Health reform cast as economic issue in Tennessee primary

Political analysts and pollsters say Rick Santorum’s staunch conservatism will play well among Republican voters in Tuesday’s Tennessee primary. The New York Times’ FiveThirtyEight website forecasts a 70 percent chance of a Santorum victory over Mitt Romney based on an average of recent surveys and assessment of each candidate’s momentum.

Santorum is expected to receive about 37 percent of the vote in Tennessee, followed by 33 percent for Romney, 20 percent for Newt Gingrich and 9 percent for Ron Paul, according to FiveThirtyEight.

Foremost, Tennesseans want to hear solutions for reviving the state’s sluggish economy, but the leading candidates have been quick to link that discussion to healthcare reform.

The Memphis Commercial Appeal reported that, during Feb. 29 campaign stops in Knoxville and Nashville, Santorum characterized President Obama’s healthcare mandate as part of “a wave of administration regulations that have hurt the economy.” He vowed to repeal the legislation upon inauguration.

Romney, too, promises to do away with Obamacare, noting that it has added a trillion dollars in new healthcare spending and contributed to higher individual and corporate taxes. According to his official website, if elected president, Romney would issue an executive order on his first day in office paving the way for the federal government to release health reform waivers to all 50 states. He would then “work with Congress to repeal the full legislation as quickly as possible.” Each state would be empowered to devise a health reform plan for its own citizens.

Craig Becker, president of the Tennessee Hospital Association, says a Republican administration would have a chance of making repeal a reality: “If the White House goes Republican, there would certainly be momentum for pulling the funding if the House and Senate did not repeal the entire law.”

His association supports health reform. “We already give out over two billion dollars worth of uncompensated care in this state, and that’s our Achilles’ heel. It’s going to kill hospitals eventually if we can’t get people insurance coverage,” Becker says.

But that’s not the view of the general populace. “Tennessee is very conservative,” comments Becker. “They do not like being told that they have to have [insurance] coverage or they’ll have to pay a fee.”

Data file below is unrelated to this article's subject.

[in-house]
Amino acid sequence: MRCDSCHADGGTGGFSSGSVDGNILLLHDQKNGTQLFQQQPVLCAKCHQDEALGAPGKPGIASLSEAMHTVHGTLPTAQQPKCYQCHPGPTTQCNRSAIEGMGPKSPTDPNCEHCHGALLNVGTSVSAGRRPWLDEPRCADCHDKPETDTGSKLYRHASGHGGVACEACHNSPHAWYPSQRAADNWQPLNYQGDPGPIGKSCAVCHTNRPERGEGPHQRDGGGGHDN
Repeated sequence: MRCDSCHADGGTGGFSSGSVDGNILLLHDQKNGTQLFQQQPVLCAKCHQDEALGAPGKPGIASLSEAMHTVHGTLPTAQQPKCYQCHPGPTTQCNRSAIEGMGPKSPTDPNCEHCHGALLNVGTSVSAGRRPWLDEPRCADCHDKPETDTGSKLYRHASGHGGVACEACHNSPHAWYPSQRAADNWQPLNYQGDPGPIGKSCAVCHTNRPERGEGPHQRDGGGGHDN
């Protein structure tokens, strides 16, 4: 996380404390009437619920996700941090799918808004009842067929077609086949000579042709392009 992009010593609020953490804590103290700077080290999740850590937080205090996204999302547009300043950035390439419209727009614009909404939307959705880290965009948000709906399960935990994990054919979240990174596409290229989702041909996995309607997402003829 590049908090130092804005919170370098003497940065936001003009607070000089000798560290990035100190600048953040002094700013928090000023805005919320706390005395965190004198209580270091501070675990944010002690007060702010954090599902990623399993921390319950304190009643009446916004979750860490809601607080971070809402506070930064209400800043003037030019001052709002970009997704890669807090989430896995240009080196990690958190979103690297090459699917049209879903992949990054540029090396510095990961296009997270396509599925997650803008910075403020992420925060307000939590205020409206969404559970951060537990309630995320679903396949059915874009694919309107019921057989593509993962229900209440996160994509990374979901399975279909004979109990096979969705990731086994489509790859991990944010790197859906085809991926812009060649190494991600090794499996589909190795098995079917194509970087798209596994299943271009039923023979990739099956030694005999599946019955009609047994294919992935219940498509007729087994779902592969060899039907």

Both Santorum and Romney will pitch hard to that constituency right up until Tuesday’s primary. The Nashville Tennessean quotes Jim Jirjis, a physician at Vanderbilt University’s medical center, as saying “Everyone’s trying to prove themselves the better conservative right now.”  Even so, he warns, “The person who most appeals to the base is not necessarily the person most likely to get elected.”

Romney planned some last-minute campaigning in Knoxville on March 4, according to television station WVLT. Despite Romney’s deficit in the polls, the gap between he and Santorum appeared to narrow over the weekend leading up to Tuesday’s election.

Romney has the support of Tennessee Gov. Bill Haslam, as well as Sen. Lamar Alexander, state House Speaker Beth Harwell, three of the state’s seven Republican congressmen and former governor Winfield Dunn, according to the Commercial Appeal.

“It’s still a very volatile electorate and I think a lot of people haven’t made their mind up,” Haslam told the news source. “I’m not guaranteeing victory by any means, but I think this race will end up being very competitive.”

At stake are Tennessee’s 58 delegates, third most among the 10 states holding Super Tuesday primaries. Georgia -- where Gingrich is expected to prevail -- awards 76 delegates, while Ohio -- where Santorum holds a slim lead in polls over Romney -- awards 66.

In total, the Super Tuesday states will award 437 delegates – almost 40 percent of the 1,144 needed to win the Republican nomination, according to Yahoo News.

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